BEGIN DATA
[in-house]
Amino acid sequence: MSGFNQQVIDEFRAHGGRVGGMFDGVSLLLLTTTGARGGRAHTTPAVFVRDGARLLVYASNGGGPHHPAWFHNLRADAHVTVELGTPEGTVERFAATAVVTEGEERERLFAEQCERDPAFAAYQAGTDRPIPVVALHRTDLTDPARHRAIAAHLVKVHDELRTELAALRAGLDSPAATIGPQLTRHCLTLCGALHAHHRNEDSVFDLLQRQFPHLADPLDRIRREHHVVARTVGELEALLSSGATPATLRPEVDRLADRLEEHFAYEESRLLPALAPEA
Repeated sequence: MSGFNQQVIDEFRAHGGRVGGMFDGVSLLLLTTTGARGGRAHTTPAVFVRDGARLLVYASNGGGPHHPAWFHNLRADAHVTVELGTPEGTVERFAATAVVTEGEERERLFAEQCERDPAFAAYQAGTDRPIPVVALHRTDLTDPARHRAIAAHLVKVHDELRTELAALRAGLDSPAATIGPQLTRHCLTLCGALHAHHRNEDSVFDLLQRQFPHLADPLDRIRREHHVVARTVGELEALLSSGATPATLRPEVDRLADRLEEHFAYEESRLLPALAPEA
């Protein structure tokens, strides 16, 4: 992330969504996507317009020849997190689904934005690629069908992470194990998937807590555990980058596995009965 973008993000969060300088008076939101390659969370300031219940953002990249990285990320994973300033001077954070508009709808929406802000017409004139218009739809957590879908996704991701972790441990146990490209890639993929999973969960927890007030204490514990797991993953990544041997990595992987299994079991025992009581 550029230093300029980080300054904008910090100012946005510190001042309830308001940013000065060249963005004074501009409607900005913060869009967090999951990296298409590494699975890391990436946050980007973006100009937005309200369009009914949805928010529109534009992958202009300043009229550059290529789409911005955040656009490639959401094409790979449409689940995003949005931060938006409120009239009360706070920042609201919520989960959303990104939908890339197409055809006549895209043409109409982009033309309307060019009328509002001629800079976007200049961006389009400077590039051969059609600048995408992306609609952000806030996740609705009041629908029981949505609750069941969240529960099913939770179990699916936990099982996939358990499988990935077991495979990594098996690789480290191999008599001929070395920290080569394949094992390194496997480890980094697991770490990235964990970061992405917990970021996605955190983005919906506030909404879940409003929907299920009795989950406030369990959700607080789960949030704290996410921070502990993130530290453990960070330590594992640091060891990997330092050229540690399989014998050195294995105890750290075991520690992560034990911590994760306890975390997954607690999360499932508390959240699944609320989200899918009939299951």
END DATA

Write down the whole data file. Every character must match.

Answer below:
[in-house]
Amino acid sequence: MSGFNQQVIDEFRAHGGRVGGMFDGVSLLLLTTTGARGGRAHTTPAVFVRDGARLLVYASNGGGPHHPAWFHNLRADAHVTVELGTPEGTVERFAATAVVTEGEERERLFAEQCERDPAFAAYQAGTDRPIPVVALHRTDLTDPARHRAIAAHLVKVHDELRTELAALRAGLDSPAATIGPQLTRHCLTLCGALHAHHRNEDSVFDLLQRQFPHLADPLDRIRREHHVVARTVGELEALLSSGATPATLRPEVDRLADRLEEHFAYEESRLLPALAPEA
Repeated sequence: MSGFNQQVIDEFRAHGGRVGGMFDGVSLLLLTTTGARGGRAHTTPAVFVRDGARLLVYASNGGGPHHPAWFHNLRADAHVTVELGTPEGTVERFAATAVVTEGEERERLFAEQCERDPAFAAYQAGTDRPIPVVALHRTDLTDPARHRAIAAHLVKVHDELRTELAALRAGLDSPAATIGPQLTRHCLTLCGALHAHHRNEDSVFDLLQRQFPHLADPLDRIRREHHVVARTVGELEALLSSGATPATLRPEVDRLADRLEEHFAYEESRLLPALAPEA
């Protein structure tokens, strides 16, 4: 992330969504996507317009020849997190689904934005690629069908992470194990998937807590555990980058596995009965 973008993000969060300088008076939101390659969370300031219940953002990249990285990320994973300033001077954070508009709808929406802000017409004139218009739809957590879908996704991701972790441990146990490209890639993929999973969960927890007030204490514990797991993953990544041997990595992987299994079991025992009581 550029230093300029980080300054904008910090100012946005510190001042309830308001940013000065060249963005004074501009409607900005913060869009967090999951990296298409590494699975890391990436946050980007973006100009937005309200369009009914949805928010529109534009992958202009300043009229550059290529789409911005955040656009490639959401094409790979449409689940995003949005931060938006409120009239009360706070920042609201919520989960959303990104939908890339197409055809006549895209043409109409982009033309309307060019009328509002001629800079976007200049961006389009400077590039051969059609600048995408992306609609952000806030996740609705009041629908029981949505609750069941969240529960099913939770179990699916936990099982996939358990499988990935077991495979990594098996690789480290191999008599001929070395920290080569394949094992390194496997480890980094697991770490990235964990970061992405917990970021996605955190983005919906506030909404879940409003929907299920009795989950406030369990959700607080789960949030704290996410921070502990993130530290453990960070330590594992640091060891990997330092050229540690399989014998050195294995105890750290075991520690992560034990911590994760306890975390997954607690999360499932508390959240699944609320989200899918009939299951």